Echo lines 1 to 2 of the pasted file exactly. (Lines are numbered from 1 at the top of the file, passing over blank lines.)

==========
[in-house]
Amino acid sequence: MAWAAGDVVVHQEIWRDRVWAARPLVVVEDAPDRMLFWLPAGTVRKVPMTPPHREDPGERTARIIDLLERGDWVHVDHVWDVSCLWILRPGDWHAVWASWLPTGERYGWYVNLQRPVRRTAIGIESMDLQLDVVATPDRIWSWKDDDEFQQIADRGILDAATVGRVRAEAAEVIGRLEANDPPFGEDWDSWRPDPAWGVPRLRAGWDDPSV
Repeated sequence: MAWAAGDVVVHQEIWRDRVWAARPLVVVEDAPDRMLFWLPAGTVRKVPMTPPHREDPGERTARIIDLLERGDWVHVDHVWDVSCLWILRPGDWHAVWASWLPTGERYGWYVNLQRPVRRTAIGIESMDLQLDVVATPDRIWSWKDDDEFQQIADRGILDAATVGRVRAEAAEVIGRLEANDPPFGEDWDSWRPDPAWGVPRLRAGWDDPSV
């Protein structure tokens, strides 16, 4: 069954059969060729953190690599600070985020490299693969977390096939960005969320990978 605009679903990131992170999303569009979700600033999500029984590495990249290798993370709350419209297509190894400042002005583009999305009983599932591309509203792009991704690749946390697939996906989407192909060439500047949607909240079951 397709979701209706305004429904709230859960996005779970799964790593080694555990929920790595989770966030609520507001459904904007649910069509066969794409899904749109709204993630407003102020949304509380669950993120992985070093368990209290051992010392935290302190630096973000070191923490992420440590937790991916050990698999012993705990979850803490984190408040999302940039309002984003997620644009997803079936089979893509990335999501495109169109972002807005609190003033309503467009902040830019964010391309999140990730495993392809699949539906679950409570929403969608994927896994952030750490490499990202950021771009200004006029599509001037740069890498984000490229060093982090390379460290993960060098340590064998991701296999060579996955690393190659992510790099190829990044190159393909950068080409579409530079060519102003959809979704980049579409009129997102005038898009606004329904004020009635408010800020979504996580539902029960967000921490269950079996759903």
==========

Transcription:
[in-house]
Amino acid sequence: MAWAAGDVVVHQEIWRDRVWAARPLVVVEDAPDRMLFWLPAGTVRKVPMTPPHREDPGERTARIIDLLERGDWVHVDHVWDVSCLWILRPGDWHAVWASWLPTGERYGWYVNLQRPVRRTAIGIESMDLQLDVVATPDRIWSWKDDDEFQQIADRGILDAATVGRVRAEAAEVIGRLEANDPPFGEDWDSWRPDPAWGVPRLRAGWDDPSV